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Antz (1998)

October. 02,1998
| Adventure Animation Comedy Family

A neurotic worker ant in love with a rebellious princess rises to unlikely stardom when he switches places with a soldier. Signing up to march in a parade, he ends up under the command of a bloodthirsty general. But he's actually been enlisted to fight against a termite army.


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I'm always late to these animated features, and didn't realize that "Antz" and "A Bug's Life" were released within a month or so of each other. If forced to choose between the two, I'd say "A Bug's Life" is the better of the two movies, but both films have a good message at their core. Where "A Bug's Life" instilled the value of hard work and persevering for a common cause, "Antz" appears more ideologically positioned as a statement of individualism versus conformity, and if one were to extend the argument, of free enterprise versus socialism. I don't want to get too heavy in reviewing what's nominally a kid's film, but if youngsters can derive the message of thinking for one's self instead of relying on group-think or surrendering their freedom to a self proclaimed, 'smarter' or 'stronger' authority, then the film will have done it's service. The one thing I've always wondered about with animated pictures is why the film makers call on such heavy duty celebrity talent to make them. The voice actors here included Woody Allen, Dan Aykroyd, Danny Glover, Gene Hackman, Jennifer Lopez, and Anne Bancroft. Anne Bancroft - really!! Except for Woody Allen, I didn't recognize any of the other voice characterizations, and wouldn't know who they were if I hadn't checked the film credits. My point I guess, is that for a kid's movie, what youngster is going to know or care about who's supplying the voices. I can't see how appealing to an adult audience with name actors has anything to do with telling an effective story. And guess what, the picture can be made a whole lot cheaper relying on regular folks with distinctive voices, I mean, there are plenty enough of them around. I've made the same criticism of films like the 'Mummy' series from the 1930's and 40's - why have a name actor like Lon Chaney Jr. portray a character wrapped entirely in yards of cloth? Couldn't anyone do it at half the price?

Jesper Brun

We all know the drill about DreamWorks' Antz being compared to Pixars A Bug's Life. I think they both succeeded in their own ways. While A Bug's Life was more kid oriented, Antz offered much more adult material and cleverness. Due to their similarities, I won't say that much about it, but briefly highlight what I think is good about Antz. Antz has a voice cast of great actors, who add so much to the characters. Adults who have seen Woody Allen, Gene Hackman and Christopher Walken will recognize the immediately. It can be distracting at times, but it is admirable that Dreamworks' first feature managed such a great cast. The different insects depicted in Antz are much more realistically rendered, given the fact that insects are different sizes. It has a battle scene which is memorable and dark. Maybe scary to the youngest kids, but great. The conflict of our main character Z is superior to the conflict in A Bug's Life. Z is a neurotic ant who doesn't feel special given the fact that every ant in the colony from birth is placed either as a soldier or a worker. Z wants something different, but the general ant is against all sorts of "weakness" and plots a cleansing of the weak ants and take over the colony. While it is good, the villainous general could have been more threatening and memorable, but it is a minor thing. Antz may lack the brightness and colours of A Bug's Life and could perhaps use a little more laughs, but it surely is worth watching.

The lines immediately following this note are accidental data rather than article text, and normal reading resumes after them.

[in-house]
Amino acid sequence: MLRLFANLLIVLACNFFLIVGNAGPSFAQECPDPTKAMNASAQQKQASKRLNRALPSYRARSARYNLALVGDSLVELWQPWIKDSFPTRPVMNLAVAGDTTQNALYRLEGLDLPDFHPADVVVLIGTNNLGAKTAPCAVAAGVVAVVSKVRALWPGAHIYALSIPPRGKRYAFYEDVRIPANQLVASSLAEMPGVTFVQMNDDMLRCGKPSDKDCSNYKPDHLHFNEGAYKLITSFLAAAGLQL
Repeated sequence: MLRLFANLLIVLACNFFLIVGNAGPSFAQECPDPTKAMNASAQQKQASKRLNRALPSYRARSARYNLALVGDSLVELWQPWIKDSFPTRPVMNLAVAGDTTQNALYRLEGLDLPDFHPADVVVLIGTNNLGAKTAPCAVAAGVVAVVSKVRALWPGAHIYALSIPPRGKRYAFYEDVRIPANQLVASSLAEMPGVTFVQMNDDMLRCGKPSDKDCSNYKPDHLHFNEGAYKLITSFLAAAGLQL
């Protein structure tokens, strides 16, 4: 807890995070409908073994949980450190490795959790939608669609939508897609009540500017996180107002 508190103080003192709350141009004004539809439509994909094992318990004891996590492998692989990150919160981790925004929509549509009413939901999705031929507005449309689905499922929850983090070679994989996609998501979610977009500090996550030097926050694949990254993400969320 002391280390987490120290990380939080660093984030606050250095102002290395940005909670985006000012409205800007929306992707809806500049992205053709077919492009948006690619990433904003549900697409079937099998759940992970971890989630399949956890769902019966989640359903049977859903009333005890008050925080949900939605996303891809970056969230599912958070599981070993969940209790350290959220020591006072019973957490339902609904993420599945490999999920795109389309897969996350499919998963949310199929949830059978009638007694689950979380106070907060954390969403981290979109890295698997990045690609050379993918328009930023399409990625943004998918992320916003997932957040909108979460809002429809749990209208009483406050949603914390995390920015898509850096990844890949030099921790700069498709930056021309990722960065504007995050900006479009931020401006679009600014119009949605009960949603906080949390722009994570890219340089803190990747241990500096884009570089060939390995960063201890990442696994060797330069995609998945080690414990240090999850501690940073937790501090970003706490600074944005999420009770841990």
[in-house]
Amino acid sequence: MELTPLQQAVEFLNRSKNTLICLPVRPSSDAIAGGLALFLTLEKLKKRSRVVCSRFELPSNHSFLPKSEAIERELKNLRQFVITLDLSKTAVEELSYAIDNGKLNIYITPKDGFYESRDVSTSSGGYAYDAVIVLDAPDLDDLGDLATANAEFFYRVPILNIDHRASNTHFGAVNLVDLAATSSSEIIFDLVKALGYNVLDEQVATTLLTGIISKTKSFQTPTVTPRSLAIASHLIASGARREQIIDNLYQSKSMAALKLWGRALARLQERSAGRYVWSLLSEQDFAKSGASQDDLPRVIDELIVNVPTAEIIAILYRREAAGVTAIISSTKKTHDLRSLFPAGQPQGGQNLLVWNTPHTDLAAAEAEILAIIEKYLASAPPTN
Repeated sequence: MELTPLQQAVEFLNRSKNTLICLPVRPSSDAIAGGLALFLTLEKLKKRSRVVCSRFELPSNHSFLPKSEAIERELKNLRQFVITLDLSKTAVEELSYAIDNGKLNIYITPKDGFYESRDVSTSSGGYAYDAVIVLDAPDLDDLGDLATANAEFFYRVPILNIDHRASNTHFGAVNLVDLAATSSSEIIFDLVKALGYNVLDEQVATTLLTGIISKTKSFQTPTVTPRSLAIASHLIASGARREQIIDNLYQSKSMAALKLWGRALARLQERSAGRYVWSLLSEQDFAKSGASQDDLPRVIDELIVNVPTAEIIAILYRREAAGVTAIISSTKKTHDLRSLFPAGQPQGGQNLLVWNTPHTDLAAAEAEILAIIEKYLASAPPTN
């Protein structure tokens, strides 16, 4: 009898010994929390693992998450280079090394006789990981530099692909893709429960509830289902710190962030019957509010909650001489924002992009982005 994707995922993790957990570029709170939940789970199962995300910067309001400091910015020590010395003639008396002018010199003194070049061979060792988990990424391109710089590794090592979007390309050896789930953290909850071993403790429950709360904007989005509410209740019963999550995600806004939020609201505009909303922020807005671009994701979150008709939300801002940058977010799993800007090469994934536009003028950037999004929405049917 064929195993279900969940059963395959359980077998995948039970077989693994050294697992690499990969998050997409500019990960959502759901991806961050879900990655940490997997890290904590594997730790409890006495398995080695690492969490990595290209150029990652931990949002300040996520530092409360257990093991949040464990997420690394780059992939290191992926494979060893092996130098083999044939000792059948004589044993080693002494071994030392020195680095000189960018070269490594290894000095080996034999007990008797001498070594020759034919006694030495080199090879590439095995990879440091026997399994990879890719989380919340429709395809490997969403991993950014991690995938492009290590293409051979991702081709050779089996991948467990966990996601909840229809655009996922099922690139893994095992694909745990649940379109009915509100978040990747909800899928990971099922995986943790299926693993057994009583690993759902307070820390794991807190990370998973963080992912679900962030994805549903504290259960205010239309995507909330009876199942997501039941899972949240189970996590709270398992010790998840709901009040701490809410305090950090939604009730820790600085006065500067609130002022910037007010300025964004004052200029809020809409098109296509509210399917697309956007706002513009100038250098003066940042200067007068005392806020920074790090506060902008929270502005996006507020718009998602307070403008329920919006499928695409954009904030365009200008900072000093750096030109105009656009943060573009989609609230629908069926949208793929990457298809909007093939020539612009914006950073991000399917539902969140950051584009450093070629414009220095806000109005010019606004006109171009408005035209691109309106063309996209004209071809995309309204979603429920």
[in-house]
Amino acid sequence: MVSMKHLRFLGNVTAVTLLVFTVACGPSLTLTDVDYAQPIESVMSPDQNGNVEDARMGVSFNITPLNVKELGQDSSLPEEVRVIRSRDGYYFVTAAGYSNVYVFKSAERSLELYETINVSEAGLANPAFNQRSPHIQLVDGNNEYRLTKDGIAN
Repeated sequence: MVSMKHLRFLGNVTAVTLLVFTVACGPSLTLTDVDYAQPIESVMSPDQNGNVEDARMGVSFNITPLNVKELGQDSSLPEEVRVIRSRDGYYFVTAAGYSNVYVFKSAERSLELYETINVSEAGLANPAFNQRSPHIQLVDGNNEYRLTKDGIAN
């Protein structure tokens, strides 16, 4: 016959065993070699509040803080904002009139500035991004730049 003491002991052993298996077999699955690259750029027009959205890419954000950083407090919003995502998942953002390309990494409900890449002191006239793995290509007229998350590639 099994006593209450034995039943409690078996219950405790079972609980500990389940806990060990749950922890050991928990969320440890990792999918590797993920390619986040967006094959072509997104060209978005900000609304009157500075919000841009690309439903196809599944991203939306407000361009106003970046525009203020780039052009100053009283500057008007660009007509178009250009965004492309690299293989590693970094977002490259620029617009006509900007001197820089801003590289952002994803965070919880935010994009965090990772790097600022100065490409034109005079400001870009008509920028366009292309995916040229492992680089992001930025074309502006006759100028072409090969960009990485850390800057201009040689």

What do you get when you have an all-star cast (Woody Allen, Sharon Stone, Gene Hackman, etc.), an original concept by DreamWorks Animation and some of the funniest moments in film history? If you say "Antz", you are positively correct. "Antz" is one of the movies I actually grew up with. When I was real young, I remember having the VHS of the film and I used to watch it every single time.Now, 16 years later, "Antz" is still part of my childhood, behind "Peanuts" and "Looney Tunes". I still love this movie from this day forward, besides Pixar's "A Bug's Life", which that movie and "Antz" are compared back in the day.That lead into a feud between DreamWorks and Pixar. No joke. Anyways, this movie is outstanding and funny in every single way. My brother hasn't seen it, but we have seen it just last night.Overall, I'm giving "Antz" a 10 out of 10. It deserved it.

Evan Ortiz

I watched this for the first time with my sister as part of our Dreamworks Movie Marathon. Though not even remotely comparable to Pixar's A Bug's Life in terms of quality, Antz is an enjoyable overall experience. The main character was a bit annoying, but at least he was different than I expected. His romantic counterpart was very intolerable, and this resulted in an extremely forced romance between two characters who had no reason to fall in love. That all being said, the movie had teeth, and it was unafraid to kill off characters left and right. The main theme of non-conformity really beat you over the head throughout the film, and could have been a bit more subtle. This basic plot leads me to believe this film is directed at kids, but the innuendo and adult-jokes make me think otherwise. Not sure if it's a good kids movie since I'm not a kid anymore, but Antz is a pretty good film with some problems here and there. I'll be reviewing every Dreamworks film after my sister and I watch it, so Antz is a good start.